Our chef instructors hail from all corners of the globe but they share a common trait: they are passionate about their food and culture and they want to share it with others. Most of our chef instructors are either accomplished or aspiring food-related business owners. Even though most are not professional chefs, they are dedicated to sharing the time-tested techniques, traditions, and recipes that have been passed down to them with you. If you’re interested in being one of our chef instructors, please contact us!
Veda Sukhu is the proud owner of Veda’s Cakes & Catering, where she creates beautiful cakes, food, and pastries from her home country of Guyana, a former British colony in South America. Veda is dedicated to preserving her cultural heritage through traditional Guyanese recipes which represent a variety of cultural influences including East Indian, African, Portuguese, Chinese, Amerindian Indians, and British. Her desire to encourage her family and others to make these traditional foods has been the primary motivation to start her business. She hopes to hand down her skills, recipes, and traditions to her grandchildren, the same way her grandparents did for her. She believes that you can bring joy to many by enjoying a culture of togetherness and sharing great food with family and friends. Veda says the most precious thing in life is to give, and one way we can do that is through the art of food, which will always bring us together.
Rashwan was born in a village in southern Egypt on the Nile River. He grew up intimately connected with the food he ate, planting, tending and harvesting more than a dozen crops on his family farm. He appreciated the full, complex flavors of homegrown delicacies so much that he earned a reputation for mischief, sneaking into his uncles’ gardens to swipe prize watermelon or cucumber.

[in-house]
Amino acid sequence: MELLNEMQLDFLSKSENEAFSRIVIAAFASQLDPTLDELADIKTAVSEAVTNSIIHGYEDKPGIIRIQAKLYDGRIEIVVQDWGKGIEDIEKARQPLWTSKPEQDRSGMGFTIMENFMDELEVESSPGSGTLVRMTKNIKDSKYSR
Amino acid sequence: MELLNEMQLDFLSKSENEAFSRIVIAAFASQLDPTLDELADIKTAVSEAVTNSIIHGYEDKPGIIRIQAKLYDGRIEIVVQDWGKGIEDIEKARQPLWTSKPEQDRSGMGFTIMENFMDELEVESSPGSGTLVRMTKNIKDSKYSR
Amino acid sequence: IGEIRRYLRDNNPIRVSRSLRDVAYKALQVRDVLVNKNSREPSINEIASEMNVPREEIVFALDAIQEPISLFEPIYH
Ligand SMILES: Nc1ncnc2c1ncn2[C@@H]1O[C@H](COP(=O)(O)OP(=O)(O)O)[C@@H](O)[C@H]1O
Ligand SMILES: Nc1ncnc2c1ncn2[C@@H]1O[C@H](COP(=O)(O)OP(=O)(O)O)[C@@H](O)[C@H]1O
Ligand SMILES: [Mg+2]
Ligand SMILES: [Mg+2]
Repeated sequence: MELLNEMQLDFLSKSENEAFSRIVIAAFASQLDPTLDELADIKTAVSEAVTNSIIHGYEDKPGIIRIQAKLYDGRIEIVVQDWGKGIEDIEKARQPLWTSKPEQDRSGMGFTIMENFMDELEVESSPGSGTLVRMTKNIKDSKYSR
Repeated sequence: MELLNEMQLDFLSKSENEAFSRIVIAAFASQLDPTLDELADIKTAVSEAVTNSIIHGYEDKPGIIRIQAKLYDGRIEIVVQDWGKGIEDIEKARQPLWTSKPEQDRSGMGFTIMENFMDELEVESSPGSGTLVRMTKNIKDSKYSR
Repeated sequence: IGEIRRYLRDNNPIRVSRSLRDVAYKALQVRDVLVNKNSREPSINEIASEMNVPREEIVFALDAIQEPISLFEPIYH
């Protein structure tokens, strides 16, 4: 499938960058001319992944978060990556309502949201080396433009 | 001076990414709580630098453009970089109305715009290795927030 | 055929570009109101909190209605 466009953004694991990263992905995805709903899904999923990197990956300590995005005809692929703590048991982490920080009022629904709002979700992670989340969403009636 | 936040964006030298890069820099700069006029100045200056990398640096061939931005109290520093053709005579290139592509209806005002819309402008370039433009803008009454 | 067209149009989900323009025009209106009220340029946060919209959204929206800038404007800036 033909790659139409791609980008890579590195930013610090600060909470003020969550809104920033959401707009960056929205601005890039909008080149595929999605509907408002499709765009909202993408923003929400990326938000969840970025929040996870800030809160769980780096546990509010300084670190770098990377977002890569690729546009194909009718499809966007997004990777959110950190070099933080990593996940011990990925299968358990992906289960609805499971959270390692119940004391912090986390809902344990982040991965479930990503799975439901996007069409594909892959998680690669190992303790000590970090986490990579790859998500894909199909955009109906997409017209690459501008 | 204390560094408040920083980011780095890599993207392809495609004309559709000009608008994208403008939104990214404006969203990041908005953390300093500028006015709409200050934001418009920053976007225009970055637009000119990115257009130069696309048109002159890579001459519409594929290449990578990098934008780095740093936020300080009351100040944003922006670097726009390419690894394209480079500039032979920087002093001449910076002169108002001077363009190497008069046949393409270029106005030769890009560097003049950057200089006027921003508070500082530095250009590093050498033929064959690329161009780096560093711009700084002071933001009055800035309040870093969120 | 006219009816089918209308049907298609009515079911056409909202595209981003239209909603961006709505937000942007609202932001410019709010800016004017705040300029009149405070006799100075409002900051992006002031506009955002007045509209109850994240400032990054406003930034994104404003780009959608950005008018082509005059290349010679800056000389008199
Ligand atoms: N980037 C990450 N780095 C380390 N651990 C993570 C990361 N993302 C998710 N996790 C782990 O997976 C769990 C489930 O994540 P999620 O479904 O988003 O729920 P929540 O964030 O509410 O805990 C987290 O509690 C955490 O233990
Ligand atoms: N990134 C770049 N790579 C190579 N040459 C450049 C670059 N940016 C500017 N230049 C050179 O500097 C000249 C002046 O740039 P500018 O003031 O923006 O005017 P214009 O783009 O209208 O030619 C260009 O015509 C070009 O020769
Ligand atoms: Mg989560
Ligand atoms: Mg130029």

As a young man, Rashwan traveled to Cairo, a city of millions. After working in restaurants, bakeries, and five star hotels, he eventually set up his own coffee shop downtown. Missing connection to food and communal eating in this vast metropolis, Rashwan began cooking large meals on a burner in his coffee shop and sharing them with the other shopkeepers on the block, especially on Fridays and holidays. He recreated many simple but authentic flavors learned from his mother and aunts that were nowhere to be found in Cairo.
After moving to the U.S. in 2010, Rashwan’s dream to run a food establishment led him to create the Falafel Factory food truck last year. At Newark-based Falafel Factory, he grinds the falafel batter daily using copious amounts of fresh green herbs and spices, just as he would if he was still in his village in Egypt. Rashwan hopes to one day acquire a bricks and mortar restaurant and expand the menu even more.
Nafissa eventually came to America to exhibit her art with other African artists, selected by the American Cultural Center in Dakar. She also created a start up business, Nafi’s Hot Pepper Condiments, selling her homemade spicy Senegalese condiments, as well as her own version of a traditional West African peanut sauce, and other milder sauces. Nafissa is a proud member of the Hot Bread Kitchen small food business incubator, in Harlem.